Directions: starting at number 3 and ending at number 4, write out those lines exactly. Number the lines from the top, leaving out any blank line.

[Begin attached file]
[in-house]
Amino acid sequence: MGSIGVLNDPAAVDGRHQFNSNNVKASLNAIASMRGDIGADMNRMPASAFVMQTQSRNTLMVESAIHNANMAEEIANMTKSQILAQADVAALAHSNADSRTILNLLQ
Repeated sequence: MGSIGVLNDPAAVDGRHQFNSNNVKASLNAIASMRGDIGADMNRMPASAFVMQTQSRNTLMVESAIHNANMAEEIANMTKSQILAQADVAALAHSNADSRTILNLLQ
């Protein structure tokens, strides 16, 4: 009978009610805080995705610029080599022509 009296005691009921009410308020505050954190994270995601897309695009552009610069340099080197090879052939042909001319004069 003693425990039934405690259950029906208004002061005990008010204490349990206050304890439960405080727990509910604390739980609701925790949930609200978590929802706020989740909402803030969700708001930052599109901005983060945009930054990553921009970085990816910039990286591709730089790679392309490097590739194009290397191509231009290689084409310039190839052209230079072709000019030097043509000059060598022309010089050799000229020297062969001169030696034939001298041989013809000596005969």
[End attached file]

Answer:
Repeated sequence: MGSIGVLNDPAAVDGRHQFNSNNVKASLNAIASMRGDIGADMNRMPASAFVMQTQSRNTLMVESAIHNANMAEEIANMTKSQILAQADVAALAHSNADSRTILNLLQ
């Protein structure tokens, strides 16, 4: 009978009610805080995705610029080599022509 009296005691009921009410308020505050954190994270995601897309695009552009610069340099080197090879052939042909001319004069 003693425990039934405690259950029906208004002061005990008010204490349990206050304890439960405080727990509910604390739980609701925790949930609200978590929802706020989740909402803030969700708001930052599109901005983060945009930054990553921009970085990816910039990286591709730089790679392309490097590739194009290397191509231009290689084409310039190839052209230079072709000019030097043509000059060598022309010089050799000229020297062969001169030696034939001298041989013809000596005969």